thanks for the help!

    whats the best way to remix a track then?

  8. 88163
    badandyeats : Sun 30th Dec 2007 : 12 years ago

    you just take the sample and run it through reason or what not the build from their with your drums but do your best to mix up the sample cuz most rappers wont mess with it cuz of copyright

    their other ways to remix a song like turn tables

  9. 88163
    badandyeats : Sun 30th Dec 2007 : 12 years ago

    haha i guess their no real way but just get creative with the sample use your talent and thoughts to make it some thing else but with trying to keep the structure

  10. 99954
    dj_CaSpAr : Mon 31st Dec 2007 : 12 years ago

    whats best for remixs is to just get the instrumentals and chop them up how u see fit...that way u dont have to mess with taking out the vocals....u can add an acappella later if u like...

  11. 110262
    MosReQuest : Mon 31st Dec 2007 : 12 years ago

    im going to make it possible to do so in the future. i just need 10,000,000 dollars to research and develope,....haha

  12. 72432
    anchor : Tue 1st Jan 2008 : 12 years ago

    Well over the decade or more that I've been making music, I've tried all sorts of shit for fun so this post assumes you have no knowledge of the shit I'm talking about (tho I'm sure most of you do). In order to isolate a specific frequency, an understanding of the Doppler effect is a must. For those who don't know: the Doppler Effect is a scientific principal stating that frequencies of the same or similar will increase the volume of that frequency (as a helicopter or motorcycle will sound louder as they get closer to the object that hears the frequencies, as they are stacked). This also includes the reverberated sounds. In theory and in my experience, you can get good results to remove an instrument from a loop by isolating it's dominant midrange frequency and cutting it (for noobs: that is to remove all audible traces of the frequency). "Audible range", in the human sense, generally refers to frequencies above 80 Hz. So, once you remove the dominant midrange, the frequencies between that which you removed and 80 hz will take out the punchiest sounding frequencies. That leaves the high frequencies, which will make or break your loop. "Presence" generally refers to frequencies above 15k, so you can assume that frequency e.q. will cut/multiply the presence in your loop. Raise or lower that frequency as necessary to achieve the best result you can get. Then save a copy of the loop under a different name. Take a test run and see if the frequencies in your track are enough to overlap the 'negative' frequencies of the loop you wish to isolate.If yes, you're done. If not, repeat the steps untill you achieve a good result. Hope this helps all who need it. Happy new Year! :D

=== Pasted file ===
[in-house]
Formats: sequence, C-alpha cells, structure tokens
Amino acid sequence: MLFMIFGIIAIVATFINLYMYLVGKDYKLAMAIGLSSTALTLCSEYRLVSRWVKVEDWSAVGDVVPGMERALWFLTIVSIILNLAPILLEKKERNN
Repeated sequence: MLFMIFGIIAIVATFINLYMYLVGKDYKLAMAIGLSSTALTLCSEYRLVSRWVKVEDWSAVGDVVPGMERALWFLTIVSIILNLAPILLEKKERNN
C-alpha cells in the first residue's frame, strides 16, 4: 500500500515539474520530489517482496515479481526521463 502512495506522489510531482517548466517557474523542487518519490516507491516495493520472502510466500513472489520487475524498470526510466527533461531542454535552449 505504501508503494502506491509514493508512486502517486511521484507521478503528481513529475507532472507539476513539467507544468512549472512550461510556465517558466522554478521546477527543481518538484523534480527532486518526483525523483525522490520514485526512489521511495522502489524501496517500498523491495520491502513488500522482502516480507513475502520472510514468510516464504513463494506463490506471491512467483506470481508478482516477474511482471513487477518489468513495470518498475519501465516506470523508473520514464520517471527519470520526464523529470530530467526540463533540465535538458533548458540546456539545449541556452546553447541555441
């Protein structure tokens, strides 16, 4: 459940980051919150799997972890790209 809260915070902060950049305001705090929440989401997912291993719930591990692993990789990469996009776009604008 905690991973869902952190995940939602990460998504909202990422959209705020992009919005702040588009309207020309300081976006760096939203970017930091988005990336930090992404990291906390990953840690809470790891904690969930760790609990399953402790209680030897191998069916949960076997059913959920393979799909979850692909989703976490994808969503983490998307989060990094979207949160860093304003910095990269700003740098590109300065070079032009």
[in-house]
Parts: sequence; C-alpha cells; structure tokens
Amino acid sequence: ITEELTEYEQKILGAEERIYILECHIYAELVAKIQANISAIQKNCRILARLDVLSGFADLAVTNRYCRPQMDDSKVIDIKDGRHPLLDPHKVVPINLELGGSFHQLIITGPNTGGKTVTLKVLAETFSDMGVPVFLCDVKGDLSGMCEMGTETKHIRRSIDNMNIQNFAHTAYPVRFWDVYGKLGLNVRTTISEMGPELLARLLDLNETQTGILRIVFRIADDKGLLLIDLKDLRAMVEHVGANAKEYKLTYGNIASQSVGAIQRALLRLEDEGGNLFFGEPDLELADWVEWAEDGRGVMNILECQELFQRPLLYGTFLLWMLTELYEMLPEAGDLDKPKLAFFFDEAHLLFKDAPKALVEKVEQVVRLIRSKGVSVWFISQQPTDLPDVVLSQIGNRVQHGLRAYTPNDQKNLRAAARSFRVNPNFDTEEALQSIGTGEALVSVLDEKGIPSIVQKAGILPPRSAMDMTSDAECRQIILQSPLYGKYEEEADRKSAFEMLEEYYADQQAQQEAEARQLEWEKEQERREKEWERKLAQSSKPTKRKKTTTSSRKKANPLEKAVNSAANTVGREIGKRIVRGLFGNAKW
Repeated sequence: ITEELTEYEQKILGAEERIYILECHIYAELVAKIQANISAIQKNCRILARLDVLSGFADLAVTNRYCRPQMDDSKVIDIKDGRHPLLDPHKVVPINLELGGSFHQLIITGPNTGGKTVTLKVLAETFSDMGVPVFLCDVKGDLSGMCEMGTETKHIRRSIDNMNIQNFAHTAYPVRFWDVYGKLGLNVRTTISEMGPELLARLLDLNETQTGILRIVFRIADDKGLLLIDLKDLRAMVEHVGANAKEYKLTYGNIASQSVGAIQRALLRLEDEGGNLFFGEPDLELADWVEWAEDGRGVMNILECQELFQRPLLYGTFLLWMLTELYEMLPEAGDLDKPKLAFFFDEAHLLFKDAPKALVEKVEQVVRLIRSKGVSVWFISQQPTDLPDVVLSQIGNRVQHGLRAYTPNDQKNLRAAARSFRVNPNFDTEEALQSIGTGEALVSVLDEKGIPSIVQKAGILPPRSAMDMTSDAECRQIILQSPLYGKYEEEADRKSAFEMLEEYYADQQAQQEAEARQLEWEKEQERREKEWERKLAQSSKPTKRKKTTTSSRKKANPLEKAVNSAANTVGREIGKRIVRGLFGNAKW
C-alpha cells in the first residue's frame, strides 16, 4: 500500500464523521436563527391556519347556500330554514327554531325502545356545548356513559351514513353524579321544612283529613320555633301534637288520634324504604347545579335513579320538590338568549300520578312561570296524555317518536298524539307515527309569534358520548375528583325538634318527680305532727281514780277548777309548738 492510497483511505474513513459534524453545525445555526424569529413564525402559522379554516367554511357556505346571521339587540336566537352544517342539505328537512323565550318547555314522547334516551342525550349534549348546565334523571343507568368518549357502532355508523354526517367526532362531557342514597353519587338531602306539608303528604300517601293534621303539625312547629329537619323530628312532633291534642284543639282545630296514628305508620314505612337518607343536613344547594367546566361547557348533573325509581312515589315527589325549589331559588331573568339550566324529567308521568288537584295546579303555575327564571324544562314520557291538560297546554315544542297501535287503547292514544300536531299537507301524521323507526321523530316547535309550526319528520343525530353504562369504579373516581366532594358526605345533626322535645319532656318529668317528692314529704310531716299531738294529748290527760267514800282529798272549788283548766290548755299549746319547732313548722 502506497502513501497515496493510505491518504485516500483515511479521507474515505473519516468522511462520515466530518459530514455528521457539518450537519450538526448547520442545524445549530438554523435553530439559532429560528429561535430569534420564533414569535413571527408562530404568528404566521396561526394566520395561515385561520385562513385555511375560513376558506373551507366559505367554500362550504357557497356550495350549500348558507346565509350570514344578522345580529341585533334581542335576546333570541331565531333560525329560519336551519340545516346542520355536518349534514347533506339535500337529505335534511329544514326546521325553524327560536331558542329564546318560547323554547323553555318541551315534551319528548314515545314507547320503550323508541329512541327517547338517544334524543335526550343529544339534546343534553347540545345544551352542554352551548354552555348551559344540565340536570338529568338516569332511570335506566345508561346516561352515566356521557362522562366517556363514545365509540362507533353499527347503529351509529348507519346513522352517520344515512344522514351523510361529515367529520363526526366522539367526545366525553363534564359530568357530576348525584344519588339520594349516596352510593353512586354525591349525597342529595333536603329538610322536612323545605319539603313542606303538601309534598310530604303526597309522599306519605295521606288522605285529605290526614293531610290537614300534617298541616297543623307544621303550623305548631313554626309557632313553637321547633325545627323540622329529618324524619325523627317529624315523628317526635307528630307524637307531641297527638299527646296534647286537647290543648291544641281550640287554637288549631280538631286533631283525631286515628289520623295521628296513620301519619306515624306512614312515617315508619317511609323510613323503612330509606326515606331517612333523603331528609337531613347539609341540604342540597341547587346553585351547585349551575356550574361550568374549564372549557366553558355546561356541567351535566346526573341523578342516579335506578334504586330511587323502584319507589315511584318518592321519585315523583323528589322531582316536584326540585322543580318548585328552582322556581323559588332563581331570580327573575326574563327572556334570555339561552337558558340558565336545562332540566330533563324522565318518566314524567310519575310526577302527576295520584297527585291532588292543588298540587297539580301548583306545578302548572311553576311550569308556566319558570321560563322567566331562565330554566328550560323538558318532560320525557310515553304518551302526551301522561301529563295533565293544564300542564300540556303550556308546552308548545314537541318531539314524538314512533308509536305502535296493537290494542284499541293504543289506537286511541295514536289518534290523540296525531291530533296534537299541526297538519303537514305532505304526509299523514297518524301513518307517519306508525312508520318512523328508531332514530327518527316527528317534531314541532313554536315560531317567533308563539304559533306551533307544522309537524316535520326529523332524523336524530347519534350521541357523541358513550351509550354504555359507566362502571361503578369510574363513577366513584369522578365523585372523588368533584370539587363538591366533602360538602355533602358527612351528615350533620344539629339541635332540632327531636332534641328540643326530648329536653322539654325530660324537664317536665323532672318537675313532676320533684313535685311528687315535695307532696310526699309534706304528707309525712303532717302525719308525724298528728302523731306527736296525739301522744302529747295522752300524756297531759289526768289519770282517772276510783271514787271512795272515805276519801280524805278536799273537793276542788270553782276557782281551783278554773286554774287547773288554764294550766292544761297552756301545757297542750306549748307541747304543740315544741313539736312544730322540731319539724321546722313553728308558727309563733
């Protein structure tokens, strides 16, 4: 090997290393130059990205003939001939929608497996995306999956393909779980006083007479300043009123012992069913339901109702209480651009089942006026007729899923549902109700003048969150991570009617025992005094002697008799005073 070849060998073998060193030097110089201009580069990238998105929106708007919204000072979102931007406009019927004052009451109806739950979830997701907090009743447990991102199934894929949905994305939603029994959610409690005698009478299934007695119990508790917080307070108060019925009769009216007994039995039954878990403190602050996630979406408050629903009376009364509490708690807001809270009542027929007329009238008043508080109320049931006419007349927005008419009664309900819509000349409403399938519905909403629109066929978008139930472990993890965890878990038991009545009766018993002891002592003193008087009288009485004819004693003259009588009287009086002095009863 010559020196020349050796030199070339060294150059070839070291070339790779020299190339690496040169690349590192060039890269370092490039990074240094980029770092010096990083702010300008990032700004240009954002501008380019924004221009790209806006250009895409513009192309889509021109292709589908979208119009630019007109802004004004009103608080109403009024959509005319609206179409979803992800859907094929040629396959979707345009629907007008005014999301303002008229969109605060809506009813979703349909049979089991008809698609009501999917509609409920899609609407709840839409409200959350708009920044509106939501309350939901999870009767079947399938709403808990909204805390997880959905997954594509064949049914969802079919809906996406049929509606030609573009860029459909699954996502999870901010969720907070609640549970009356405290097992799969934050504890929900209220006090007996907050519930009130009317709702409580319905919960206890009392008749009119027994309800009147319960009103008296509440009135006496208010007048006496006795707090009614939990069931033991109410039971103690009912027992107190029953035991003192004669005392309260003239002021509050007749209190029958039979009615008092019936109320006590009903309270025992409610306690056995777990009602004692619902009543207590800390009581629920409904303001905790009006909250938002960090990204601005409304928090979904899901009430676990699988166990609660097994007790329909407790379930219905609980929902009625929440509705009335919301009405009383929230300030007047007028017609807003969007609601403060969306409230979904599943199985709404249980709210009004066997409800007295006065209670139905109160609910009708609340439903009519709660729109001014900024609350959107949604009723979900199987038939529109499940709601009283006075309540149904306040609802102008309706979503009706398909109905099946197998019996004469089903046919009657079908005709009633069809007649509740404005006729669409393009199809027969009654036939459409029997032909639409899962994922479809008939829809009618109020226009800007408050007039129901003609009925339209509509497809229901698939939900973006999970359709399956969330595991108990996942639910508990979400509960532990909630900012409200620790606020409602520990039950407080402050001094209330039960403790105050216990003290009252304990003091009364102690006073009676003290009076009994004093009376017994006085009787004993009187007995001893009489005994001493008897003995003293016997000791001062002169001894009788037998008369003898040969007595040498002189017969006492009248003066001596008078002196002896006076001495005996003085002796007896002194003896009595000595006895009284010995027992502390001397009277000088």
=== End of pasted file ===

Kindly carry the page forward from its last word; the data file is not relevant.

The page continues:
13. 107836
    L_Marsh : Tue 1st Jan 2008 : 12 years ago

    Thanks guys, you've all been a big help!

    Now all I gotta do is getting go!